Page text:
Thanks to a record year in 2013, the solar industry installed more photovoltaic power over a period of 18 months than it did in the preceding 30 years. It’s a startling fact, and it captures the flavor of a report published on Wednesday by the Solar Energy Industries Association (SEIA) and GTM Research that details the industry’s recent revved-up performance.
Last year the industry saw a 41 percent increase over 2012 in solar photovoltaic (PV) installations, a surge that brought total U.S. PV capacity to 12.1 gigawatts, drawn from some 445,000 individual systems. In all, solar accounted for 29 percent of new U.S. electrical generation capacity in 2013, ranking second behind natural gas.
In a conference call, industry leaders said the pace of new installations in 2013 demonstrated that solar power has gone from being “an expensive science project,” as Recurrent Energy Chief Executive and SEIA Board Chairman Arno Harris put it, to a formidable, mainstream player in the U.S. energy economy.
That’s undeniably the case in California, which accounted for a whopping 55 percent of the nation’s total new solar in 2013, as well as in the other top tier states like perennial power Arizona (9 percent), fast-rising North Carolina (7 percent), and the new East Coast entry on the leaderboard, Massachusetts (5 percent).
But despite the glowing growth, it’s not all sunny skies for solar. First, solar needs to continue to grow at a very fast clip in order to be a significant electricity contributor. In 2012, solar accounted for an estimated 12,775 gigawatt-hours of electrical generation in the United States —enough to power nearly 1.2 million average American homes, but still a mere 0.3 percent of the nation’s total power generation, according to the National Renewable Energy Laboratory [PDF]. The strong growth in 2013 will bump up that figure, but only to around one-half of one percent of total generation. The SEIA/GTM Research report said another 6 gigawatts of new capacity was on its way this year, and with that, solar might finally crack 1 percent of U.S. electrical generation.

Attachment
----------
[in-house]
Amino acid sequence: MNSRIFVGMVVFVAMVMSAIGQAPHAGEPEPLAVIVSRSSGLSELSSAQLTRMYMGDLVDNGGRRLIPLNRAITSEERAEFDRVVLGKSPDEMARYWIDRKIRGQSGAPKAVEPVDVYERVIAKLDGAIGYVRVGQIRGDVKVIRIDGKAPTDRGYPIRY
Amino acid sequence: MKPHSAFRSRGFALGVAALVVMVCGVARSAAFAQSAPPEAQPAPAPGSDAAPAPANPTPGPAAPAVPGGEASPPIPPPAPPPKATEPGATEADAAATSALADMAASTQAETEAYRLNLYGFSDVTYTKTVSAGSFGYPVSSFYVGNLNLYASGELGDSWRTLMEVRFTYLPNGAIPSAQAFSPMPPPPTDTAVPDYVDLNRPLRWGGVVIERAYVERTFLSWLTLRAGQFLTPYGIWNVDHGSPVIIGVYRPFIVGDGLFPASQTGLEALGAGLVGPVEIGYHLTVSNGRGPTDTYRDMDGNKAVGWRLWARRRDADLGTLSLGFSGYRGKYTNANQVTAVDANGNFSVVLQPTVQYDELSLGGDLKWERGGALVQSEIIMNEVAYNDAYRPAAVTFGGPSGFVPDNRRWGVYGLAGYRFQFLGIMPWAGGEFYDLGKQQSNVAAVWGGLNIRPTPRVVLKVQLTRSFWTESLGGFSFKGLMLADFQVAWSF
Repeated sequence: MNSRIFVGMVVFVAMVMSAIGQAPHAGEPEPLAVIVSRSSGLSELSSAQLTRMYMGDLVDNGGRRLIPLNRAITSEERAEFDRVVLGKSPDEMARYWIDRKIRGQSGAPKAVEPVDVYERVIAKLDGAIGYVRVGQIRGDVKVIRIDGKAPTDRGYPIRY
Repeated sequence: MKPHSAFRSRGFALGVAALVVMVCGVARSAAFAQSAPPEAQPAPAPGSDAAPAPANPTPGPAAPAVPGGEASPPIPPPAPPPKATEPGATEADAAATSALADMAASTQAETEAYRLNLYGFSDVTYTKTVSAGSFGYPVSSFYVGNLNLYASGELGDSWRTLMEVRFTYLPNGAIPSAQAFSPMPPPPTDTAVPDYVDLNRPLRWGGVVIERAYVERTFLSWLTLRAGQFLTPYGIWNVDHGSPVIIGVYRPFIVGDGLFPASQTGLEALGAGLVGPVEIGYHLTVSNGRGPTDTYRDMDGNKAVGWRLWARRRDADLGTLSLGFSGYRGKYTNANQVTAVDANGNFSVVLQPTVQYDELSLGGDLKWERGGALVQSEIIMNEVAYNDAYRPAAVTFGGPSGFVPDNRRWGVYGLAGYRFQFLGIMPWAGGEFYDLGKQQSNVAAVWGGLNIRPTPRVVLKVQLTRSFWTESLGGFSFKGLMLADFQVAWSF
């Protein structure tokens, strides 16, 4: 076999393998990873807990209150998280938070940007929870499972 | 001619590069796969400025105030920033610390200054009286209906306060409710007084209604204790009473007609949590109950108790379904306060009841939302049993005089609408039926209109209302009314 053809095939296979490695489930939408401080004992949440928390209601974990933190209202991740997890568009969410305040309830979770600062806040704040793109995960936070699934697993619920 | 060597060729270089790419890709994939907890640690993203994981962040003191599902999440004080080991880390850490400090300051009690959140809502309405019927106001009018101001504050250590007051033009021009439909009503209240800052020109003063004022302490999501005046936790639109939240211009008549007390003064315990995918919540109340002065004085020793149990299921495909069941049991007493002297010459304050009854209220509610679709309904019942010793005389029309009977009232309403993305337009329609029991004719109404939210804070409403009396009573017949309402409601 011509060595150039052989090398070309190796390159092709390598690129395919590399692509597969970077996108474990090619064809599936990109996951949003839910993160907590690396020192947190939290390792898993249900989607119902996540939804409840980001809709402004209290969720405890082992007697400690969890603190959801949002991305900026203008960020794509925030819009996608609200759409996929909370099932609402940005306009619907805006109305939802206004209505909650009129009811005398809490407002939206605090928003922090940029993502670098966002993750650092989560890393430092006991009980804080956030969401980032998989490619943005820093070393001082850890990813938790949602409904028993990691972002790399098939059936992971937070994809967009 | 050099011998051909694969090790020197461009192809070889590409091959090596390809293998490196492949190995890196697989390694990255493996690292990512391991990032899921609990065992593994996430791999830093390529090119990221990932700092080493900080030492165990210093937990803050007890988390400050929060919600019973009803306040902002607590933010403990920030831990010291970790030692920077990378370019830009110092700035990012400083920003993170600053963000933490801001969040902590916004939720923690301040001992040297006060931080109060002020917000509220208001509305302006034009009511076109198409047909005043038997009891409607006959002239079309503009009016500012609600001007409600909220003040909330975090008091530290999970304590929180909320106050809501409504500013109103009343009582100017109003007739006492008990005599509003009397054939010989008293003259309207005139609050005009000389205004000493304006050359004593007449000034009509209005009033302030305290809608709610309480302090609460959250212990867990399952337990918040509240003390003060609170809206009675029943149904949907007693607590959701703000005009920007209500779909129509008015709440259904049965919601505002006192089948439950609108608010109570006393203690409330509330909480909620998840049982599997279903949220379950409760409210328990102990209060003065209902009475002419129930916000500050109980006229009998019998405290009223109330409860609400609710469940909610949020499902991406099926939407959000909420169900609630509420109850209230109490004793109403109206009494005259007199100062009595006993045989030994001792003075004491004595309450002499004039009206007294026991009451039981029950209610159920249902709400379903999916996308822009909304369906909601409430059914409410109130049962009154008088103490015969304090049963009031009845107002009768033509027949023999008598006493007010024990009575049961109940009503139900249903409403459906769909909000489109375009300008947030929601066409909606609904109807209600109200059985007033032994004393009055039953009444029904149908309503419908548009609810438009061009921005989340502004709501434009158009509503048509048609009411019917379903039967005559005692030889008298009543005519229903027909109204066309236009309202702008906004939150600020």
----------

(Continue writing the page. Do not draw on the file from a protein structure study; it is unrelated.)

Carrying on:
Meanwhile, even as solar costs continue to fall—and average residential system price slid nearly 9 percent from 2012 to 2013—policy support is still needed to drive growth, and two key incentives are on shaky ground.
Last year, utilities were largely unsuccessful in their efforts to roll back net metering policies that reward solar system owners generously when they produce more power than they use, but the solar industry knows that will be a perennial fight.
Farther down the timeline but perhaps more ominous is the scheduled expiration of the federal investment tax credit (ITC) that solar enjoys. Implemented in 2006, the ITC can be worth as much as 30 percent of the cost of a project, large or small, and it’s due to expire at the end of 2016. The Obama administration’s 2015 fiscal year budget would replace the investment tax credit with a production tax credit at the end of 2016, meaning that a solar project would benefit only after it is built and producing power. The production tax credit “simply can’t address the upfront costs of fuel-free solar projects,” said the SEIA in a statement, “and we believe the Administration’s sudden, 180-degree shift in tax policy could have devastating consequences on the future development of solar energy in America.”
While still pushing for an extension, the SEIA is hoping at least to get a change in the law that would make systems under construction by the end of 2016 eligible for the tax credit. That would effectively extend the deadline for a year or two for big, long-term projects, and, the industry hopes, help replenish a pipeline of projects that began to shrink in the fourth quarter.